"It's amazing how passionate some people get," says Curt Fackler, chairman of the Spokane County Republican Party. "And nasty too -- calling people names." Both sides were guilty of waging an unofficial pamphlet war -- painting McCain as a compromising warmonger and Paul as a pro-choice Muslim. "When I see that stuff, I think: Get out of here!" Fackler chuckles. But apart from barbed rhetoric and a few minor glitches, he says he's pleased with how the convention went.
The outcome: Four of the 40 national delegates seated by the state go to Ron Paul, Mike Huckabee gets three, and front-runner John McCain picks up the remaining 33.
Not all was hostility, however. A young couple swing dancing on the mezzanine at the Spokane Convention Center received standing ovations and laughter -- and requests to leave the building -- as they showed that Paul and McCain supporters could get along as one big happy family.
"I always said I wanted to go to the state convention and be the youngest delegate," says 19-year-old Whitney Mortensen of Olympia. She wanted to proceed to the national convention, "but that didn't work out so well," she says. Originally a supporter of Mitt Romney, she's throwing her vote behind McCain. "I'm proud to be LDS and I'd vote for Romney in a heartbeat," she says, "but because he endorsed John McCain, I'm going to follow that."
Her dancing partner was Alex Binz, 18, from the Seattle area. "I supported Ron Paul through the primaries, even though some of his platform seems a little extreme," he says. "I do think he's the most principled of the congressional representatives, just because he's stuck to his guns for a very long time." Binz says that he wants a candidate who adheres to the Constitution instead of simply doing what's expedient, but he'll support the Republican candidate. Mortensen says she'll move to "Canadia" if either Democratic candidate wins.
The halls of the Convention Center were filled with star-spangled neckties with elephant designs and T-shirts declaring "Ron Paul Cured My Apathy." Every Republican running for anything had a booth and a lapel button.
Paul and McCain supporters collided over questions about the Skagit County delegation, with the former arguing that the latter stacked the slate by bending the rules. There was also contention when the chairman called for a two-thirds vote on certain motions, with the Paul supporters citing Republican National Committee rules that it should have been a simple majority (50 percent plus one).
"We even had several McCain people say to us, 'What they're doing with the rules here in Washington just isn't fair,'" says Jeff Whiteside, an organizer of the local Ron Paul Meetup group. "I've been in conventions before, and I've never seen anything like what I've seen today. It was planned, it came from the top down and in a lot of ways we got railroaded," he says. "It seemed like they knew what we would be doing."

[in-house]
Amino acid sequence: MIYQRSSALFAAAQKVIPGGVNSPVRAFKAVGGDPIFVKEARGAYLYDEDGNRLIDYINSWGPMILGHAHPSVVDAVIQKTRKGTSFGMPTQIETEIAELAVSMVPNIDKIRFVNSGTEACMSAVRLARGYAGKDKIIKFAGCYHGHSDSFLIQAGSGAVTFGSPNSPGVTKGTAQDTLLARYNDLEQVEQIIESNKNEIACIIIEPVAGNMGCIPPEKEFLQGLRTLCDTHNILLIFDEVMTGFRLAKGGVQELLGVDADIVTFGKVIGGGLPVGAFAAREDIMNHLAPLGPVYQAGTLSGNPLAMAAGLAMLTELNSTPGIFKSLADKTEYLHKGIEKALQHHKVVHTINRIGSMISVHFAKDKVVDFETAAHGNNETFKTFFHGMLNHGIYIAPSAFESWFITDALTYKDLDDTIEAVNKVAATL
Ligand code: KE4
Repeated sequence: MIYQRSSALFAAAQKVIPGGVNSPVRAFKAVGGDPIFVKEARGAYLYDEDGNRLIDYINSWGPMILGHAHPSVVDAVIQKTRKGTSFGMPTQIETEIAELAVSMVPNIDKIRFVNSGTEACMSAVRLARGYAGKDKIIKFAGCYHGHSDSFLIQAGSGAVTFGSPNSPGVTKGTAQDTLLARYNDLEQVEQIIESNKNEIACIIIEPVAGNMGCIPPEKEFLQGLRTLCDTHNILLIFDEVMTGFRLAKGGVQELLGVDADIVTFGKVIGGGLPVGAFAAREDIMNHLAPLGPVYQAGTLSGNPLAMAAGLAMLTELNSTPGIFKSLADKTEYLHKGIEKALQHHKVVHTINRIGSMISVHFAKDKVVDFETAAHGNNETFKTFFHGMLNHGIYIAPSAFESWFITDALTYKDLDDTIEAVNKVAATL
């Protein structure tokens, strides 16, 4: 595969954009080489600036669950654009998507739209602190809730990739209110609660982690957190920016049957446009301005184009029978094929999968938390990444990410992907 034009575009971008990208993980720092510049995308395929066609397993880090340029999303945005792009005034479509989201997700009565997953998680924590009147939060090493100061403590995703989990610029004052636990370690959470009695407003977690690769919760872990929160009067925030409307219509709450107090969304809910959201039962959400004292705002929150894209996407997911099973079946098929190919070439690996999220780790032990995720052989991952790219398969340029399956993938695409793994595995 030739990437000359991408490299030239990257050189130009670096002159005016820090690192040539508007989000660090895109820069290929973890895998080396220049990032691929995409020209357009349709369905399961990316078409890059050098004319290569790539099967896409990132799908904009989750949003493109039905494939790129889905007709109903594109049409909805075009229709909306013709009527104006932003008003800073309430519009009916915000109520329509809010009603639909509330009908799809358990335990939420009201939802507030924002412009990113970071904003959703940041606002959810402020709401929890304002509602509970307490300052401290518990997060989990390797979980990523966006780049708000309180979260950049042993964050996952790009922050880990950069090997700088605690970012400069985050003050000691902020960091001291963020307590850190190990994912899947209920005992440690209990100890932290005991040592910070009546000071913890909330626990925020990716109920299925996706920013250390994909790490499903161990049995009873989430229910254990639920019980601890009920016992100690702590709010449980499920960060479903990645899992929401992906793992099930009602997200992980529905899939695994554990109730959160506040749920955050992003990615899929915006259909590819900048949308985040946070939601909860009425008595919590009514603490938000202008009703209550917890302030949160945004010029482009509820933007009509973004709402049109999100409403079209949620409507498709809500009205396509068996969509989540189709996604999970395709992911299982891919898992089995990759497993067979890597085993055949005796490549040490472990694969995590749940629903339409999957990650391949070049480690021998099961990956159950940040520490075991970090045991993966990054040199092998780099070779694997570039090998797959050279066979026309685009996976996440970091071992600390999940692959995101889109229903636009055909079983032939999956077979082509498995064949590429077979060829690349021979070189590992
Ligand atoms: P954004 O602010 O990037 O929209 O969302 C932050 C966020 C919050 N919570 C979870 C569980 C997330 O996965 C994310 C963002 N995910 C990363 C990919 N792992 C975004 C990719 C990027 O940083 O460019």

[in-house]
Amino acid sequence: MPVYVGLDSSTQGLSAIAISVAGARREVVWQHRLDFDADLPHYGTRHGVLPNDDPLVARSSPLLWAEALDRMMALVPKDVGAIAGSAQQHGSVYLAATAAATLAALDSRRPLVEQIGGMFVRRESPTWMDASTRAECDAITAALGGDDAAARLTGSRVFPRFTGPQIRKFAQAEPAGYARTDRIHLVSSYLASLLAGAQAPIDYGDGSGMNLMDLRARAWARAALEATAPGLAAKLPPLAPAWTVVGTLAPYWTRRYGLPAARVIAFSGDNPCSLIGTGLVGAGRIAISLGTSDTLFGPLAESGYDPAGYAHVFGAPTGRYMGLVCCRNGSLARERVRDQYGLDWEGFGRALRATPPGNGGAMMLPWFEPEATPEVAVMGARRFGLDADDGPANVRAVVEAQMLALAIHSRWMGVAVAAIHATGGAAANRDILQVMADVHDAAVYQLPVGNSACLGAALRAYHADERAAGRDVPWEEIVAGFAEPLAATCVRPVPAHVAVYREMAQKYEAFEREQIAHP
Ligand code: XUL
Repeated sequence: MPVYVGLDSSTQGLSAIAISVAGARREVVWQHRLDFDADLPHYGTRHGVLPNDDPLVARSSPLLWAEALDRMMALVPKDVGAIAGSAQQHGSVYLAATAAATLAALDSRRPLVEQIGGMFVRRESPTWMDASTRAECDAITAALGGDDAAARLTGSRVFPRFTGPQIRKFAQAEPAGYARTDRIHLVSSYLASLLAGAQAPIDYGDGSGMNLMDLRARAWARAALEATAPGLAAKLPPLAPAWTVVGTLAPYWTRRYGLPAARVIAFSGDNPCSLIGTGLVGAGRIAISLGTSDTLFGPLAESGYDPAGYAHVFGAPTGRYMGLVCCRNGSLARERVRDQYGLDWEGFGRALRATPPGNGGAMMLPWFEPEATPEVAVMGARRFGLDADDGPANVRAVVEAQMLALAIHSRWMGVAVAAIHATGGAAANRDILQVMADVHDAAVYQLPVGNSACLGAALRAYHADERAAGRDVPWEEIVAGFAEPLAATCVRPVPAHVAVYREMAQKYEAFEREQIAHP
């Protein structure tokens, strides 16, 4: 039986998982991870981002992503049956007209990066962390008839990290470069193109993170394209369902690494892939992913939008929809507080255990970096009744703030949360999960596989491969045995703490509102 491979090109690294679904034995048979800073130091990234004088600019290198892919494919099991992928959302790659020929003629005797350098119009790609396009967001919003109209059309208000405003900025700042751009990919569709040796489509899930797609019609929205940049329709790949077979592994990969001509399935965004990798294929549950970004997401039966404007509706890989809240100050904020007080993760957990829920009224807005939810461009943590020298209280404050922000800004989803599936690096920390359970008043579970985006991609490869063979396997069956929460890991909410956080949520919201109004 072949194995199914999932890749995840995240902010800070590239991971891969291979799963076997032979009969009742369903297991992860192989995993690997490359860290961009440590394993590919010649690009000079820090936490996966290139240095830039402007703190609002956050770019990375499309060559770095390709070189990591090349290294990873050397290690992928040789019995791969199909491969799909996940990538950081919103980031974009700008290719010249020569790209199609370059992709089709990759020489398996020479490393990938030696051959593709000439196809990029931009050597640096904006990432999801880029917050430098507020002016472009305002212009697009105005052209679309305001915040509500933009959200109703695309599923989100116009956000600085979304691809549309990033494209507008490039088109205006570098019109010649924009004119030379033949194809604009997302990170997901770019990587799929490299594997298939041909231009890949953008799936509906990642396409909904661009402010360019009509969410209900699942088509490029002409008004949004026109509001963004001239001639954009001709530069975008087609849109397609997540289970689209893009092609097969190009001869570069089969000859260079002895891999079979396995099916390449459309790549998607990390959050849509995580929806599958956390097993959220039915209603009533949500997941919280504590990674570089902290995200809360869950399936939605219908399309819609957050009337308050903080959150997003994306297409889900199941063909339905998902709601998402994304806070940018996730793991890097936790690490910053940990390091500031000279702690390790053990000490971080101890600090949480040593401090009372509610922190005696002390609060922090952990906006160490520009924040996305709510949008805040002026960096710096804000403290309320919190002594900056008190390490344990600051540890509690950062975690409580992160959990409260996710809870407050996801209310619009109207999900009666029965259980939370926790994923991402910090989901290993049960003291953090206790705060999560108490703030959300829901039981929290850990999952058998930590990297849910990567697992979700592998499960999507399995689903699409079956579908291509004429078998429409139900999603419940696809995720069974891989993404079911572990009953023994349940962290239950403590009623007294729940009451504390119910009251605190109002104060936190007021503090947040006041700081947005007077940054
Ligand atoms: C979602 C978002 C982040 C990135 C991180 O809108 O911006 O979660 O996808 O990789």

While the convention settled down to cocktails and speeches at the banquet on Saturday evening, the Paul supporters held a decidedly more casual party across the water in Riverfront Park. Far from discouraged, Whiteside says he's proud of the national delegates they did secure and that they were successful in educating the wayward McCain supporters on key issues. "We really pushed the fiscal conservatism point home," he says. "We also got a lot of words in about the Constitution and challenged the violation of RNC rules. I think that got people thinking."
Washington State Republican Party chairman Luke Esser says the convention was a "remarkable display of unity" despite the competition. He acknowledged the strength and enthusiasm of the Paul supporters throughout the state and in the Fifth and Third Congressional districts in particular, saying he appreciated their participation.
Asked if the legacy of the Bush administration will have an impact on the McCain campaign, Esser declined to comment, except to say that the state party is focused on the election of Dino Rossi for governor and Republican voter turnout in general. The McCain campaign depends on its own staff and volunteers to address that issue, he says.
"You know, every convention is a little different from the last," Esser says. "We actually got more done in this one than in any convention I can remember. Some years we don't even get all the way through the platform. So we did a lot of work, and I think had a pretty good time doing it. So it was a big success, as far as I'm concerned."